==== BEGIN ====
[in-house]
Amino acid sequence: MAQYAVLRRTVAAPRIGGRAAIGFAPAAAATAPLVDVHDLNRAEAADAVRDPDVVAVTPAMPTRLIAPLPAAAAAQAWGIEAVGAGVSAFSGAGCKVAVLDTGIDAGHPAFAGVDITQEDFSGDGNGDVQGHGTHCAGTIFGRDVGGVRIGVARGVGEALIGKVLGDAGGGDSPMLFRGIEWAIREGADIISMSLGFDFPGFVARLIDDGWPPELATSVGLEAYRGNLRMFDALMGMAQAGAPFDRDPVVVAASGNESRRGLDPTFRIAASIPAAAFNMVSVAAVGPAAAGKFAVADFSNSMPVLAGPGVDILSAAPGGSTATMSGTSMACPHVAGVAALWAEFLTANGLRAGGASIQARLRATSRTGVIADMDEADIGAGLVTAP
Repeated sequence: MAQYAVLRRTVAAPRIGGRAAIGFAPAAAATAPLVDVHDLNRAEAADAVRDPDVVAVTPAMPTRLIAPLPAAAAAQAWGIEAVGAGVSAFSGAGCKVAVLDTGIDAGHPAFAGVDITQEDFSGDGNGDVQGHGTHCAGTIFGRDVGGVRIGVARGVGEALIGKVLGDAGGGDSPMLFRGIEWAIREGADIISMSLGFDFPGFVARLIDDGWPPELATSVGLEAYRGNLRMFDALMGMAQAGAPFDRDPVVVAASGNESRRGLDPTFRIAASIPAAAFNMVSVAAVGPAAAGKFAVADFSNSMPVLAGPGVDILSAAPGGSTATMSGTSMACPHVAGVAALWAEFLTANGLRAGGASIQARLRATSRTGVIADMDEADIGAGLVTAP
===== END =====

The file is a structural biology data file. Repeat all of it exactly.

[in-house]
Amino acid sequence: MAQYAVLRRTVAAPRIGGRAAIGFAPAAAATAPLVDVHDLNRAEAADAVRDPDVVAVTPAMPTRLIAPLPAAAAAQAWGIEAVGAGVSAFSGAGCKVAVLDTGIDAGHPAFAGVDITQEDFSGDGNGDVQGHGTHCAGTIFGRDVGGVRIGVARGVGEALIGKVLGDAGGGDSPMLFRGIEWAIREGADIISMSLGFDFPGFVARLIDDGWPPELATSVGLEAYRGNLRMFDALMGMAQAGAPFDRDPVVVAASGNESRRGLDPTFRIAASIPAAAFNMVSVAAVGPAAAGKFAVADFSNSMPVLAGPGVDILSAAPGGSTATMSGTSMACPHVAGVAALWAEFLTANGLRAGGASIQARLRATSRTGVIADMDEADIGAGLVTAP
Repeated sequence: MAQYAVLRRTVAAPRIGGRAAIGFAPAAAATAPLVDVHDLNRAEAADAVRDPDVVAVTPAMPTRLIAPLPAAAAAQAWGIEAVGAGVSAFSGAGCKVAVLDTGIDAGHPAFAGVDITQEDFSGDGNGDVQGHGTHCAGTIFGRDVGGVRIGVARGVGEALIGKVLGDAGGGDSPMLFRGIEWAIREGADIISMSLGFDFPGFVARLIDDGWPPELATSVGLEAYRGNLRMFDALMGMAQAGAPFDRDPVVVAASGNESRRGLDPTFRIAASIPAAAFNMVSVAAVGPAAAGKFAVADFSNSMPVLAGPGVDILSAAPGGSTATMSGTSMACPHVAGVAALWAEFLTANGLRAGGASIQARLRATSRTGVIADMDEADIGAGLVTAP